Fellow James Thurber-addict Carol [FrogDogz] has pointed out that for Thurber's generation — not to mention his parents' generation — the monster dog that tore people to shreds, that took hold with its fearsome jaws and never let go, was the bloodhound. Really: the friendly, slobbery bloodhound.
Remember when a girl could be ruined by a book? Back in the 1800s a dog could be ruined by the theater. The bloodhound's reputation tanked after the publication of Uncle Tom's Cabin: a book I
Matt Morgan, a leading lithographic artist of the period, joined the firm [Strobridge, "synonymous with circus posters"] in 1878, after spending five years with Leslie's Weekly as a cartoonist. Morgan's arrival brought the creation of the first Strobridge multiple-sheet poster, in the form of a 16 sheet [outdoor poster]. The subject was "Eliza Crossing the Ice."I can find no reproduction of this poster online, and will have to scan it the next time I'm downtown. The book's reproduction of the poster is in black and white. The dogs are big, entirely lifelike and and vividly believable, with close-cropped ears and the slick coats of a pit bull or an American bulldog. They look absolutely ferocious, even if you are not an impressionable eight year old. The caption: Eliza's race across the Ohio River, shown in an Uncle Tom's Cabin theater poster, was often duplicated in real life. One Negro woman who was caught on the Ohio side cut her baby's throat as they were carried back to slavery. [Author Harriet Beecher Stowe exaggerates the separation of slave children from their families, complained a critic: Louisiana law clearly states that “Every person is expressly prohibited from selling separately from their mothers the children who shall not have attained the full age of ten years."]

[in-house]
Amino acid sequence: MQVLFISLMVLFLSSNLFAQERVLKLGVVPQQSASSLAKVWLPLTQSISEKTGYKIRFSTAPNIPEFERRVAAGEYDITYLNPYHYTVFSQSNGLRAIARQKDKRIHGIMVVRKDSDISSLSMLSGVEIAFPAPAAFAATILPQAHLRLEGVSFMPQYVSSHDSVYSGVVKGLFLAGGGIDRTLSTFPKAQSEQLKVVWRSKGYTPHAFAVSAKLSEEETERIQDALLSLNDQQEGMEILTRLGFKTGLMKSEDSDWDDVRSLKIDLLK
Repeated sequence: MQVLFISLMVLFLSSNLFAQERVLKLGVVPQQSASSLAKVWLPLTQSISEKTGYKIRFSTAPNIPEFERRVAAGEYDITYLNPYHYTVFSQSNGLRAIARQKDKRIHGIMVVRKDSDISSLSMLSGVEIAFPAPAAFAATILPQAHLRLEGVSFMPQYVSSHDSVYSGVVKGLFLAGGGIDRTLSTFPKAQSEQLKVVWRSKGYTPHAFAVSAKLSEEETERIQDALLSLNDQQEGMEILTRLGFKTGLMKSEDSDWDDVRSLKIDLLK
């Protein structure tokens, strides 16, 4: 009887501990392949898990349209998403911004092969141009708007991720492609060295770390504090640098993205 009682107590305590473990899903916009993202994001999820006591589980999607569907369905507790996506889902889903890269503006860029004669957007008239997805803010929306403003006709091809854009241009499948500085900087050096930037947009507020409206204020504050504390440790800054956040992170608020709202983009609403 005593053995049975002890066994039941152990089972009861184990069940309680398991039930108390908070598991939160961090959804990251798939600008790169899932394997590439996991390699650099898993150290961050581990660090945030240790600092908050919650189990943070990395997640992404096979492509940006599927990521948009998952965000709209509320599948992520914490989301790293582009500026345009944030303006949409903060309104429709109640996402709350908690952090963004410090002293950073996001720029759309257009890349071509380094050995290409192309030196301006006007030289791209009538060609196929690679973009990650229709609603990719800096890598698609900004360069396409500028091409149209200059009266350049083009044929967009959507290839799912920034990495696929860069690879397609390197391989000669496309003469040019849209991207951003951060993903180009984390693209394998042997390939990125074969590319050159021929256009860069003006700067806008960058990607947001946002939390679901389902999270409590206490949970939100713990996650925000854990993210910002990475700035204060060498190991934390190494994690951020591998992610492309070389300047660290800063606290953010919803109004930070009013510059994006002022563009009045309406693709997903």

In the book, as it turns out, there are no dogs chasing Eliza across the frozen river. Stowe never mentions bloodhounds in Uncle Tom's Cabin [thank you, Project Gutenberg and Control+F], and she refers to Simon Legree's slave-chasing animals as bull-dogs, a familiar type. But theater impresarios of the 1800s guessed correctly that nothing would sell tickets like man-eating bloodhounds, with the possible exception of Genuine Man-eating Siberian Bloodhounds, so the dogs became central to stage productions of Uncle Tom's Cabin, and the breed became famous for viciousness and unpredictable savagery.
All images in this post are from the web site Uncle Tom's Cabin & American Culture: A Multi-Media Archive.
Another scene not found in the book. Are those Mexican bandits up on the cliff? Because that would be awesome.
From the NY Times, May 29, 1883:
You had to be there: